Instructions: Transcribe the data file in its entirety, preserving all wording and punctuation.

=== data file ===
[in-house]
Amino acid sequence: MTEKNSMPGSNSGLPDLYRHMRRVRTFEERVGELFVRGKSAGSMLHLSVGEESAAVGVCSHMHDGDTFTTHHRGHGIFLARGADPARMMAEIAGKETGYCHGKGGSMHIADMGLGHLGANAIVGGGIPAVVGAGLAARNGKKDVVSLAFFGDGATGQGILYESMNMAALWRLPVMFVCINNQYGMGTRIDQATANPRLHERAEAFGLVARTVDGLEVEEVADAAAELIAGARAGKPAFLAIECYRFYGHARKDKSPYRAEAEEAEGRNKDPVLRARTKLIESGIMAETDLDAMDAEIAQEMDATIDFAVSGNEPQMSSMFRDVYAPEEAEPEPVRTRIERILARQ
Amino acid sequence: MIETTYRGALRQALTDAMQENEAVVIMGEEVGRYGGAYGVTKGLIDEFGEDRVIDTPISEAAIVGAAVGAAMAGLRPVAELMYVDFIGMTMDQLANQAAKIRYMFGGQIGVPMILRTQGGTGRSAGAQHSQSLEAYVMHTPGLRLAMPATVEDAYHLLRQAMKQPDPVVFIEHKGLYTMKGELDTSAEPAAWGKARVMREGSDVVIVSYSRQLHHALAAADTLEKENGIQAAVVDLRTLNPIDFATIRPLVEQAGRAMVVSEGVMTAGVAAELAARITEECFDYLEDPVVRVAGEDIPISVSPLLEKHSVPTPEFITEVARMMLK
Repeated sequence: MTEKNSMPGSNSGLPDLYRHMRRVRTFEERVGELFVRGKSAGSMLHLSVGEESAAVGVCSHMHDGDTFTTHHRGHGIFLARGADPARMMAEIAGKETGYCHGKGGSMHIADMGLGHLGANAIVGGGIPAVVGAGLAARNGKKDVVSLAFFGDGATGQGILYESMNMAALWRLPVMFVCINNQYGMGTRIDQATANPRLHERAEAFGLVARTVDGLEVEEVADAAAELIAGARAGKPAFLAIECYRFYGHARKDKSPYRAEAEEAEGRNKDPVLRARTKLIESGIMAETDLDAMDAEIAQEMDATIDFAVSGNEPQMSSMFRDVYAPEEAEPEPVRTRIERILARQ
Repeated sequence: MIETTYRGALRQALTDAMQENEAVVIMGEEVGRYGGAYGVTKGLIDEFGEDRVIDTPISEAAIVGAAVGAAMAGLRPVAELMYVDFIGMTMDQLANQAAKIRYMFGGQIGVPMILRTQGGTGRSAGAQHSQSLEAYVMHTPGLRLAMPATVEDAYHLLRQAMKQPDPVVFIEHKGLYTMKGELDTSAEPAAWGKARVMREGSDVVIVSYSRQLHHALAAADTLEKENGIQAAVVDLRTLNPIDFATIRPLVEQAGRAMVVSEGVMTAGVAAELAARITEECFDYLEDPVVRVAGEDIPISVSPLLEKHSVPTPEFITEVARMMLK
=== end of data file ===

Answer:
[in-house]
Amino acid sequence: MTEKNSMPGSNSGLPDLYRHMRRVRTFEERVGELFVRGKSAGSMLHLSVGEESAAVGVCSHMHDGDTFTTHHRGHGIFLARGADPARMMAEIAGKETGYCHGKGGSMHIADMGLGHLGANAIVGGGIPAVVGAGLAARNGKKDVVSLAFFGDGATGQGILYESMNMAALWRLPVMFVCINNQYGMGTRIDQATANPRLHERAEAFGLVARTVDGLEVEEVADAAAELIAGARAGKPAFLAIECYRFYGHARKDKSPYRAEAEEAEGRNKDPVLRARTKLIESGIMAETDLDAMDAEIAQEMDATIDFAVSGNEPQMSSMFRDVYAPEEAEPEPVRTRIERILARQ
Amino acid sequence: MIETTYRGALRQALTDAMQENEAVVIMGEEVGRYGGAYGVTKGLIDEFGEDRVIDTPISEAAIVGAAVGAAMAGLRPVAELMYVDFIGMTMDQLANQAAKIRYMFGGQIGVPMILRTQGGTGRSAGAQHSQSLEAYVMHTPGLRLAMPATVEDAYHLLRQAMKQPDPVVFIEHKGLYTMKGELDTSAEPAAWGKARVMREGSDVVIVSYSRQLHHALAAADTLEKENGIQAAVVDLRTLNPIDFATIRPLVEQAGRAMVVSEGVMTAGVAAELAARITEECFDYLEDPVVRVAGEDIPISVSPLLEKHSVPTPEFITEVARMMLK
Repeated sequence: MTEKNSMPGSNSGLPDLYRHMRRVRTFEERVGELFVRGKSAGSMLHLSVGEESAAVGVCSHMHDGDTFTTHHRGHGIFLARGADPARMMAEIAGKETGYCHGKGGSMHIADMGLGHLGANAIVGGGIPAVVGAGLAARNGKKDVVSLAFFGDGATGQGILYESMNMAALWRLPVMFVCINNQYGMGTRIDQATANPRLHERAEAFGLVARTVDGLEVEEVADAAAELIAGARAGKPAFLAIECYRFYGHARKDKSPYRAEAEEAEGRNKDPVLRARTKLIESGIMAETDLDAMDAEIAQEMDATIDFAVSGNEPQMSSMFRDVYAPEEAEPEPVRTRIERILARQ
Repeated sequence: MIETTYRGALRQALTDAMQENEAVVIMGEEVGRYGGAYGVTKGLIDEFGEDRVIDTPISEAAIVGAAVGAAMAGLRPVAELMYVDFIGMTMDQLANQAAKIRYMFGGQIGVPMILRTQGGTGRSAGAQHSQSLEAYVMHTPGLRLAMPATVEDAYHLLRQAMKQPDPVVFIEHKGLYTMKGELDTSAEPAAWGKARVMREGSDVVIVSYSRQLHHALAAADTLEKENGIQAAVVDLRTLNPIDFATIRPLVEQAGRAMVVSEGVMTAGVAAELAARITEECFDYLEDPVVRVAGEDIPISVSPLLEKHSVPTPEFITEVARMMLK